Jaisal Noor, TRNN Producer: Welcome to The Real News Network. I'm Jaisal Noor in Baltimore.
In Japan, the operator of the crippled Fukushima Daiichi Nuclear Power Plant acknowledged that highly radioactive rainwater runoff has contaminated the surrounding areas.
Now joining us to discuss this is Arjun Makhijani, who is a nuclear engineer with 37 years of experience in energy and nuclear issues. He's the president of the Institute for Energy and Environmental Research.
Thank you so much for joining us.
Dr. Arjun Makhijani, President, Institute for Energy and Environmental Research: You're welcome.
Noor: So can we get your reaction to this latest troubling news from the operator of the Fukushima Daiichi Nuclear Power Plant, saying that this highly radioactive rainwater, which they weren't able to clean up and pump, has again contaminated the surrounding areas?
Makhijani: Yes. So Fukushima has had a problem of contaminated water since the time of the accident in 2011, and not only the water that's needed to cool the molten fuel in the reactors, but also all of the rainwater and storm water and so on that has been getting into the reactors and contacting the fuel and so on. They've got about 1,000 tanks with contaminated water on site. Some of these tanks are leaking. And, of course, the site is contaminated from fallout and leaking water and so on.
The latest problem that you're asking me about arose when there was a typhoon last week, which is a very, very severe storm and dumped an enormous amount of rain. And what that has done is in the areas that are highly contaminated with leaking water that was contained by berms and barriers, that containment basically got overtopped, and now we have quite contaminated water that's flowing onto other parts of the site and into the ocean, contaminated water that's flowing into the ocean every day apart from these severe weather events. So this adds to the contamination.
Noor: Has this raised further questions about the management of the cleanup and the way that TEPCO was approaching it?
Makhijani: Well, I think the management of contaminated water has been deficient from the beginning. For some of us it was apparent back then, in 2011, that it was not such a good idea to accumulate millions of gallons of contaminated water on-site. I had suggested back then that they should buy a supertanker and put the water in the supertanker and have it sent elsewhere for filtration rather than storing so much contaminated water on-site, risking leaks and worker radiation, because all of this makes it very difficult for workers to work.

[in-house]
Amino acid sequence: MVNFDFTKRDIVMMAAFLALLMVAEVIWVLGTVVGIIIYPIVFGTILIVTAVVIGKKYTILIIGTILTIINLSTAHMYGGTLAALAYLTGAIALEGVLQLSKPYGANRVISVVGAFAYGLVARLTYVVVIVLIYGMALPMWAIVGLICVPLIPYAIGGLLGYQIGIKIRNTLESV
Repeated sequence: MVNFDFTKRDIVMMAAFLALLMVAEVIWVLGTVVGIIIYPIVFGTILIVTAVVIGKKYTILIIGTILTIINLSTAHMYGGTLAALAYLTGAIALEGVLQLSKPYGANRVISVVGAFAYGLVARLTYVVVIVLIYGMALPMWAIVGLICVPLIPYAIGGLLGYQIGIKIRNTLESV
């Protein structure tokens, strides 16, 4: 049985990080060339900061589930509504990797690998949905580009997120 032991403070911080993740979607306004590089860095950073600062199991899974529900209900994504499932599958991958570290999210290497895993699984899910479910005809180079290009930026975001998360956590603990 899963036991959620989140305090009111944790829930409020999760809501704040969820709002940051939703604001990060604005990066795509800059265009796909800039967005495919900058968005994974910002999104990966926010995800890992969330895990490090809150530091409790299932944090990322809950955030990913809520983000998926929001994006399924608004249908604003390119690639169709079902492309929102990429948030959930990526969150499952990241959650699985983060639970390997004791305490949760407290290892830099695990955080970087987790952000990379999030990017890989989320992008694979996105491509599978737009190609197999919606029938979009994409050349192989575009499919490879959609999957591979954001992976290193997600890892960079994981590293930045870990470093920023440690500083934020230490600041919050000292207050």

It's not just a question of abstract, you know, there's some soil that's contaminated. Workers actually have a lot of work to do there. They're building buildings to replace the damaged structures from the explosions. They have to put up new cranes. They have to put up equipment to be able to extract the fuel, used fuel that's in the spent fuel pools. So there are thousands of people working on the site, and when you have events like this it makes it very difficult to manage the accident, much more difficult than if you did not have the problem with contaminated water.
Noor: On the topic of working conditions at the facility, CNN recently spoke to a worker who claims that conditions there are very unsafe for those that are working there. What's your response?
Makhijani: As I understand, you know, there are thousands of subcontractors. There are not as many employees of the company itself. As the workers get worn out, tired, reach the maximum limits of radiation, they have to be replaced by other workers who are not as experienced and not as trained. Morale is a problem. I understand drinking is also a problem, depression, and so on. And you can understand. When an accident is that severe and conditions are so problematic, and on top of it the accident has been mismanaged, the situation of workers is going to be very difficult. Many of these workers have also lost their homes to the accident, you know, because they are from around the area, many of them, and they can't go back to their houses, so they are in temporary housing and so on. So conditions for workers are extremely difficult, and many of them don't appear to be even very well paid, as they should be for the kind of work they're doing.
Noor: And finally, there's a typhoon that may make landfall this this week in Japan. Does this raise further concerns? And what does the future look like for the cleanup of this massive radioactive site?
Makhijani: Well, one just hopes that the structures will hold up, because the structures that have been built to protect the reactor and the spent fuel, especially with reactor number four, are very critical to prevent the accident from becoming much worse. So there is a current severe problem, of course, with all the contaminated water and leaks and so on, but there's much more radioactivity inside the reactors in the spent fuel pools, and so what happens with all these storms, severe storms, typhoons and so on, is that--typhoon is the same thing, essentially, as a hurricane--is that there is a risk that there will be much, much more severe spread of contamination. Thankfully, that does not seem to have happened so far. But the longer it goes on, of course, the greater the risk.
Noor: Thank you so much for joining us.
Makhijani: Thank you very much for asking.
Noor: Thank you for joining us on The Real News Network.